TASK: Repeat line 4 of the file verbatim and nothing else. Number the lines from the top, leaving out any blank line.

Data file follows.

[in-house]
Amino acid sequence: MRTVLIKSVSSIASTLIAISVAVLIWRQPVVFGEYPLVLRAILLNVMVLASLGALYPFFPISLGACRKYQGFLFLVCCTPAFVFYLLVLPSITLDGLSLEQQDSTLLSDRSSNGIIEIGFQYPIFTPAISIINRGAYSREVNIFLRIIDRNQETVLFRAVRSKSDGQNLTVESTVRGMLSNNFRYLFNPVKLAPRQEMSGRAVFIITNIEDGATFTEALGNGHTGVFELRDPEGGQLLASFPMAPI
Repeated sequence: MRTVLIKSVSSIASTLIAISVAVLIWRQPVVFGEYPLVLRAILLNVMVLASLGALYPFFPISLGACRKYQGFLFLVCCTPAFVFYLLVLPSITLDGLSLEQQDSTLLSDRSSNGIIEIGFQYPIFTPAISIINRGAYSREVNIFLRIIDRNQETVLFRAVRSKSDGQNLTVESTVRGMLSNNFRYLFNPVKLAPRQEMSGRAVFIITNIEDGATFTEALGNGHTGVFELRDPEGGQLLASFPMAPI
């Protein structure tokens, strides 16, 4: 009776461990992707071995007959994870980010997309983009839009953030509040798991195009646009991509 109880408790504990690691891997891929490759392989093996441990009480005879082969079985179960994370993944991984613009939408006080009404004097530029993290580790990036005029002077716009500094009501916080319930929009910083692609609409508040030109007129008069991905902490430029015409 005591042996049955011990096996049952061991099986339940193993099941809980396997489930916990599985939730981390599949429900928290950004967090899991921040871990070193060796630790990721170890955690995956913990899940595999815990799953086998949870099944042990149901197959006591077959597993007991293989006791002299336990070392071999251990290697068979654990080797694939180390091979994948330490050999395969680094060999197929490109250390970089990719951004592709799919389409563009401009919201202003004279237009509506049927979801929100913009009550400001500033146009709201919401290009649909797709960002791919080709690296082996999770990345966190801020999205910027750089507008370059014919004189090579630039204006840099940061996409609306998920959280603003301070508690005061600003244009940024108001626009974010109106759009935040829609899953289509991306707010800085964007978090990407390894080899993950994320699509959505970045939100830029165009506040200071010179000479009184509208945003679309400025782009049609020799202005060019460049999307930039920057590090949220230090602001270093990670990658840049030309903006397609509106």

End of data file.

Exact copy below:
């Protein structure tokens, strides 16, 4: 009776461990992707071995007959994870980010997309983009839009953030509040798991195009646009991509 109880408790504990690691891997891929490759392989093996441990009480005879082969079985179960994370993944991984613009939408006080009404004097530029993290580790990036005029002077716009500094009501916080319930929009910083692609609409508040030109007129008069991905902490430029015409 005591042996049955011990096996049952061991099986339940193993099941809980396997489930916990599985939730981390599949429900928290950004967090899991921040871990070193060796630790990721170890955690995956913990899940595999815990799953086998949870099944042990149901197959006591077959597993007991293989006791002299336990070392071999251990290697068979654990080797694939180390091979994948330490050999395969680094060999197929490109250390970089990719951004592709799919389409563009401009919201202003004279237009509506049927979801929100913009009550400001500033146009709201919401290009649909797709960002791919080709690296082996999770990345966190801020999205910027750089507008370059014919004189090579630039204006840099940061996409609306998920959280603003301070508690005061600003244009940024108001626009974010109106759009935040829609899953289509991306707010800085964007978090990407390894080899993950994320699509959505970045939100830029165009506040200071010179000479009184509208945003679309400025782009049609020799202005060019460049999307930039920057590090949220230090602001270093990670990658840049030309903006397609509106």